" '[T]o recover lost profits one must show the probable gain with great specificity as well as expenses incurred in realizing such profits. In short, the gross amount minus expenses equals the amount of recovery.' [Cit.] Further, the losses must be directly traceable to the acts of the other party. [Cit.]" Grossberg v. Judson Gilmore Assoc., 196 Ga. App. 107, 108-109 (2) (395 SE2d 592) (1990). We agree with the trial court that Shaw's alleged lost profits were too remote and speculative to be recovered as "there is no evidence of either net profits or data from which [Armour Alloy's] net profits from [such sales] could be calculated." Id. at 109.
12. A directed verdict was also granted as to Court 3 of the counterclaim for malicious interference with contractual relations and Count 5 alleging that Ruiz breached a covenant not to sue. Shaw contends this was erroneous because there was sufficient conflict in the evidence to raise a jury question on these issues. However, the transcript discloses that when the trial judge was considering the motion for directed verdict and offered to let Shaw present evidence on these allegations if he had any, his attorney replied that he had no such evidence.
13. Shaw claims further error in the grant of directed verdict on Count 4 of the counterclaim in which he sought punitive damages. OCGA 51-12-5.1 (b) permits the award of punitive damages only in tort actions where it is proved by clear and convincing evidence that the defendant's actions showed wilful misconduct, malice, fraud, wantonness, oppression, or that entire want of care which would raise the presumption of conscious indifference to consequences. The trial court correctly ruled that there had been no such evidence presented to authorize an award of punitive damages. Moreover, Shaw renewed his objection to the directed verdict only as to Counts 1 and 2 for breach of contract, and his lawyer agreed when the judge pointed out that even if these counts went to the jury punitive damages would not be authorized on a contract claim.
14. Shaw's Enumeration 16, assigning error to the denial of his motion for judgment n.o.v., has not been argued in his brief and is in any event without merit. See Stone v. Allen, 201 Ga. App. 842 (1) (412 SE2d 605) (1991).
15. Shaw asserts that the trial court improperly ruled that an amendment to his counterclaim filed on the first day of trial seeking return of funds he had paid Ruiz on the promissory note was a compulsory counterclaim under OCGA 9-11-13 (a) because it arose out of the same transaction that was the subject matter of Ruiz's suit. Shaw argues that the claim did not arise until a factual determination was made whether Armour Alloy was insolvent at the time of the transaction, and under these peculiar circumstances the law should allow an amendment. However, Shaw did not seek leave of court to file the amendment.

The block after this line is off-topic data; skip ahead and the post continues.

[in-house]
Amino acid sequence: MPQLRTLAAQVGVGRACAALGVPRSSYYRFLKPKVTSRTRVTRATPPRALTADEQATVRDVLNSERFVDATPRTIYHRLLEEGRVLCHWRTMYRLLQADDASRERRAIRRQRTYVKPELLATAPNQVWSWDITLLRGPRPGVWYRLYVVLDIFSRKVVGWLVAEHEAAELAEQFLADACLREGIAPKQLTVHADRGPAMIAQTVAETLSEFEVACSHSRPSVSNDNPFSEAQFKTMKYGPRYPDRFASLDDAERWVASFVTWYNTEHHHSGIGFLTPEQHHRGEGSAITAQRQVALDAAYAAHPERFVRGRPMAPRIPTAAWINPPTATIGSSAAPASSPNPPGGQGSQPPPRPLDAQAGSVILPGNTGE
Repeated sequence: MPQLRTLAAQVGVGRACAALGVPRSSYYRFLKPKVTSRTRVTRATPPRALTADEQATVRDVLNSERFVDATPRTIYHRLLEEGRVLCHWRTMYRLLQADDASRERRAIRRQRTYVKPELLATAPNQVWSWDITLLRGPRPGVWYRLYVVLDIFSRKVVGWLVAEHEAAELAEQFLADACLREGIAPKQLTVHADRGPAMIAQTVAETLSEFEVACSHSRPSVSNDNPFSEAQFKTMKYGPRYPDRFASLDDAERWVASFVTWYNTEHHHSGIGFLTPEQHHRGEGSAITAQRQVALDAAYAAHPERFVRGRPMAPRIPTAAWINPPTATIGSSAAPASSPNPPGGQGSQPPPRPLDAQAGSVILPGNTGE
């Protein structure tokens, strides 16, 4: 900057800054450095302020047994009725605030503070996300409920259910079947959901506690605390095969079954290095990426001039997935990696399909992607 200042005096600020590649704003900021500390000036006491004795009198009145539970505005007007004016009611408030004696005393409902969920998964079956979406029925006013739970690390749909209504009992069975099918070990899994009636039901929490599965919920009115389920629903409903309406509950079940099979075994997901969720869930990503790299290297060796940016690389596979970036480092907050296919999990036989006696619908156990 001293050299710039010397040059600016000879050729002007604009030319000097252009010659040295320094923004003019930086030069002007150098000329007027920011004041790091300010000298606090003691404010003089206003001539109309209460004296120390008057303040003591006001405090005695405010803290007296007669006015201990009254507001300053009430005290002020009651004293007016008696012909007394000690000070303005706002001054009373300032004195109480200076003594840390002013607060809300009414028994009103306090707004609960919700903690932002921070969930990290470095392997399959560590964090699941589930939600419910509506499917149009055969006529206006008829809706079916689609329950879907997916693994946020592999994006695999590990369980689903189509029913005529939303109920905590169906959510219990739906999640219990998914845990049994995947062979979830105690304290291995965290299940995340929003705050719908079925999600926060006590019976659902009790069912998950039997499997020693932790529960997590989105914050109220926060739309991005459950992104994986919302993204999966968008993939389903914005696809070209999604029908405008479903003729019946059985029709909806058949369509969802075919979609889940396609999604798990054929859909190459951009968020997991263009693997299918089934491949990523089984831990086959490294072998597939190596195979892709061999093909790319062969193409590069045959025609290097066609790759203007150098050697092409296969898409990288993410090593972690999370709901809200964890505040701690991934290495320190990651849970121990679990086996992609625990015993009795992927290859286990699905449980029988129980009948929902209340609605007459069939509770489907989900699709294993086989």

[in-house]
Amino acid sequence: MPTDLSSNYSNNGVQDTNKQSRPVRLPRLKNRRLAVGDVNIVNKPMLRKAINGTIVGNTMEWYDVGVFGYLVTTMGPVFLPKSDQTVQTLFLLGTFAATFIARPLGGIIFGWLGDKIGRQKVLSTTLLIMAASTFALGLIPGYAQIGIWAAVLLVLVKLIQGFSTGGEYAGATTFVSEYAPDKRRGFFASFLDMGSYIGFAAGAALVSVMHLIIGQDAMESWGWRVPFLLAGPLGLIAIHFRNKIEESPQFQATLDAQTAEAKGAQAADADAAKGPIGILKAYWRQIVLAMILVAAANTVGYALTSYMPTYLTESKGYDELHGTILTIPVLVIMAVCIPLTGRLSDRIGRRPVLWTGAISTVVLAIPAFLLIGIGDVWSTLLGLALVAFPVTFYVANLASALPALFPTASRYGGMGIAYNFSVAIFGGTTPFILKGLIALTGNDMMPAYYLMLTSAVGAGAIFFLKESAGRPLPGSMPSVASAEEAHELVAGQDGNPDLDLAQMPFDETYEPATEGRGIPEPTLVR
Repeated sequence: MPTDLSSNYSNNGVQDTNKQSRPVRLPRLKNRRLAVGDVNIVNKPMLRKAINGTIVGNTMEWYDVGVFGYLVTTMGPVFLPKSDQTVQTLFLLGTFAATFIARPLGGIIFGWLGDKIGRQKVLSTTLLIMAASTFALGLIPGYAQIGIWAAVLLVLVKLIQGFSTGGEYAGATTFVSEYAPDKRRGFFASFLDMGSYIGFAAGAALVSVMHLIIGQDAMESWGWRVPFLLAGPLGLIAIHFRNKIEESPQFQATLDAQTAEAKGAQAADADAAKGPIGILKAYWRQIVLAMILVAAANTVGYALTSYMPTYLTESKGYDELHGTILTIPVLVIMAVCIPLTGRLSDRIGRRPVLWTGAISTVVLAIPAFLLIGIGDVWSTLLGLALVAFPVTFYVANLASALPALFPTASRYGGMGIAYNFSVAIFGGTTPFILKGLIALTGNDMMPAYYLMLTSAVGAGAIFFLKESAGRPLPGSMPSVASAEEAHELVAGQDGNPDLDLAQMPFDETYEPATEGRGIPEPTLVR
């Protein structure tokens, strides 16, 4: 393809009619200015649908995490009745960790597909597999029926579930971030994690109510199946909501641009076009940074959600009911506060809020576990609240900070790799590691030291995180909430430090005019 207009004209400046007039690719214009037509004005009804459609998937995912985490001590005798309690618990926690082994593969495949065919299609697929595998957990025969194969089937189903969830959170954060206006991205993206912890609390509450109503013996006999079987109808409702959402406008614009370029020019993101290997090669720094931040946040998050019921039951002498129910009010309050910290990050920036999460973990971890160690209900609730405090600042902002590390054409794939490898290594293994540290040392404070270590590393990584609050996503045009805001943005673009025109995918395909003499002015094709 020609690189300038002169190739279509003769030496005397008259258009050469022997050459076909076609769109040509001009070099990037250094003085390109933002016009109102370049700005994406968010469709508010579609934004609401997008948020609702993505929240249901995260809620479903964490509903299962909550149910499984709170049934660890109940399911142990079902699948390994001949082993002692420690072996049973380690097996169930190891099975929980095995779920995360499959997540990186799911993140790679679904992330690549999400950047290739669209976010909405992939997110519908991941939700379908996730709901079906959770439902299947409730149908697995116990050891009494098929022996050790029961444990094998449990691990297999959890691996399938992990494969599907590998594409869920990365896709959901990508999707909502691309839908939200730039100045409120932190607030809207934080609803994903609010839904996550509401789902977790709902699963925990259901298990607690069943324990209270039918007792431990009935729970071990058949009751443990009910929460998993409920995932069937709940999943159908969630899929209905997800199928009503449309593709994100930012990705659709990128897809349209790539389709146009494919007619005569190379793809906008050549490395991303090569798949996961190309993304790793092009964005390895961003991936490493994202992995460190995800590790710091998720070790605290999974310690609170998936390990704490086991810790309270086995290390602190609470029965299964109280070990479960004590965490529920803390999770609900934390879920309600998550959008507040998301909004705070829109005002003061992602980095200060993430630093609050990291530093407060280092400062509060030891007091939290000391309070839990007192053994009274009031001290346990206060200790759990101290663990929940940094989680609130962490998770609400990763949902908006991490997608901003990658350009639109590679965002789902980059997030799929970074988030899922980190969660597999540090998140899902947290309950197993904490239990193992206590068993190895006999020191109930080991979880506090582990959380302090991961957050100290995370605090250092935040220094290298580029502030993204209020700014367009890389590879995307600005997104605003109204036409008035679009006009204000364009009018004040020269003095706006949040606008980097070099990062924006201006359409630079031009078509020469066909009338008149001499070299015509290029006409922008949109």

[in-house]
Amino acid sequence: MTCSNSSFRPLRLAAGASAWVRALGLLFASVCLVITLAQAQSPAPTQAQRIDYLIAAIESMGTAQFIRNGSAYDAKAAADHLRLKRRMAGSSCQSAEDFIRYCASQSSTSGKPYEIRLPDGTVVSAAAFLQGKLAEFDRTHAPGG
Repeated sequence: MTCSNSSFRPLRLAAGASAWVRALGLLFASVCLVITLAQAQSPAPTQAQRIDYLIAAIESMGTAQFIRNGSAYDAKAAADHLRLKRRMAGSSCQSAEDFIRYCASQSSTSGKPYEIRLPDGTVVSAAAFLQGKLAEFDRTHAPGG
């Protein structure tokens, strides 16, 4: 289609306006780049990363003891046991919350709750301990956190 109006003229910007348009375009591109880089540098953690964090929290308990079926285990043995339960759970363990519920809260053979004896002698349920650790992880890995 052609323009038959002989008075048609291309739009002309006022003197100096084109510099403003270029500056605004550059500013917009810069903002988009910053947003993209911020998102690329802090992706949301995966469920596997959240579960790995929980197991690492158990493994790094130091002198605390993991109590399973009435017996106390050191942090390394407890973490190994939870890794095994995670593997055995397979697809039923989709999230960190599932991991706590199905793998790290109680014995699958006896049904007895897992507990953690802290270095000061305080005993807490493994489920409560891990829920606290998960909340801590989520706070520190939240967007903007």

As noted by the trial judge, the correct procedure for the late filing of a compulsory counterclaim is pursuant to OCGA 9-11-13 (f), which provides that leave of court is necessary before an omitted counterclaim may be set up. Permitting the filing of such a counter-claim is within the discretion of the trial court. Martin & Jones Produce v. Lundy, 197 Ga. App. 38 (2) (397 SE2d 461) (1990). Ruiz introduced in evidence two letters he received from Shaw's attorney three to four months after the note involved in the suit was executed claiming that Armour Alloy was insolvent and unable to pay off the note. "[T]his court has held that compulsory counterclaims may not be added by amendment where the defendant has knowledge of the claims at the time the defensive pleadings were prepared and filed in the first instance. [Cit.]" Haire v. Suburban Auto Body, 204 Ga. App. 16, 17 (2) (418 SE2d 163) (1992). We find no abuse of discretion, and conclude that the amended motion for new trial was properly denied.
McCurdy & Candler, Dana B. Miles, Donald C. Suessmith, Jr., for appellee.
Davis, Gregory & Christy, Hardy Gregory, Jr., for appellant.
DECIDED FEBRUARY 9, 1993.
Saturday May 23 13:12 EDT